MicroRNAs (miRNA) are single-stranded RNA molecules of about 21–23 nucleotides in length, which regulate gene expression. miRNAs are encoded by genes from whose DNA they are transcribed, but miRNAs are not translated into protein (i.e., they are non-coding RNA); instead each primary transcript (a pri-miRNA) is processed into a short stem-loop structure called a pre-miRNA, and finally into a functional miRNA. Mature miRNA molecules are partially complementary to one or more messenger RNA (mRNA) molecules. Their main function is to down-regulate gene expression by binding to complementary mRNA, thereby inactivating the mRNA (i.e., inhibiting its translation), and sometimes facilitating cleavage of the mRNA. miRNAs may also target methylation of genomic sites which correspond to targeted mRNAs. miRNAs function in association with a complement of proteins, collectively termed the miRNP.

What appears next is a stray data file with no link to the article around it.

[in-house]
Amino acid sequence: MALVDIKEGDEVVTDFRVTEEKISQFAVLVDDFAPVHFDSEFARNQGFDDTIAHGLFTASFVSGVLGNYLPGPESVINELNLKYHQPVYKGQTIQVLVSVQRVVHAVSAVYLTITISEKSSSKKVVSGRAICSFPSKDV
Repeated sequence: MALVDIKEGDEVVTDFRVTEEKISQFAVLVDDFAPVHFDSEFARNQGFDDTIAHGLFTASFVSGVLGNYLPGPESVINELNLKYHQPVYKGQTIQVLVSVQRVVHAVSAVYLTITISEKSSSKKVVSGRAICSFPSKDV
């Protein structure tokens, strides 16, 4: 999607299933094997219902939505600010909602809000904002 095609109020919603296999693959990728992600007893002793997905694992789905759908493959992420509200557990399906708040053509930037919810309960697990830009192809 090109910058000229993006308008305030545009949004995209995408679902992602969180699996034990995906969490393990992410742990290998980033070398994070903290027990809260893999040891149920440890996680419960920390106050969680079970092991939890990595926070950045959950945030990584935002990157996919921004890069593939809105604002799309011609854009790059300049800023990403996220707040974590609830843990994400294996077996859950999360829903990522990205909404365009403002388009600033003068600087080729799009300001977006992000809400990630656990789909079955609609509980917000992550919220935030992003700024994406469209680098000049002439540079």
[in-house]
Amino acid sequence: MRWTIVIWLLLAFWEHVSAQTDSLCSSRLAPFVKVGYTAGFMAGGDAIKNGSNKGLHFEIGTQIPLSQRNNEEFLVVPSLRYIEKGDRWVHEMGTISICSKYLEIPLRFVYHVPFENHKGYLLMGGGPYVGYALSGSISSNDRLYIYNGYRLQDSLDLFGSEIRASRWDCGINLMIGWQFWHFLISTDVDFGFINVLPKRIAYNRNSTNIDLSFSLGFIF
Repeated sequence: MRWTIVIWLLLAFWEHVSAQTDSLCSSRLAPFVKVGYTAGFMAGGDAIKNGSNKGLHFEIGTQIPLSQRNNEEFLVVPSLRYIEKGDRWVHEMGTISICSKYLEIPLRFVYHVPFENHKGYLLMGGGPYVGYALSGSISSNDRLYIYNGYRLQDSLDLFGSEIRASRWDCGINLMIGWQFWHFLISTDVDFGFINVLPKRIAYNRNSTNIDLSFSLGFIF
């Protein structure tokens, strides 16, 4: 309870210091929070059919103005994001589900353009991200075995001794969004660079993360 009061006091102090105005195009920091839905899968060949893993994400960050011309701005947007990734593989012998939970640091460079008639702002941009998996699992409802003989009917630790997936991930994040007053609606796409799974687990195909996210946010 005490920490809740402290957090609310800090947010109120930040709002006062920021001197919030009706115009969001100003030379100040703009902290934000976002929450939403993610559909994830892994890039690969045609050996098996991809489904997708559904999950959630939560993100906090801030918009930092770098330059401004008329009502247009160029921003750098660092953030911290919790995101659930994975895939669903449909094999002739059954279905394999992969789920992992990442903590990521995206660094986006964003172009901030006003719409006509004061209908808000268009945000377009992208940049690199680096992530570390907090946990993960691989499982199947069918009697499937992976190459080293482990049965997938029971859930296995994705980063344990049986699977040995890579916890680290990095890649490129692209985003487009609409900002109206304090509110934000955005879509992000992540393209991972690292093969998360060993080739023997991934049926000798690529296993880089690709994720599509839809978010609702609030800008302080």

miRNA microarrays have been developed which contain all known miRNAs for a given species. Agilent has commercialized a human miRNA microarray.
The target site of an miRNA on an mRNA can be blocked by a steric blocking oligo.
Dysregulation by miRNA may be the cause of various cancers, as well as heart disease and viral infections.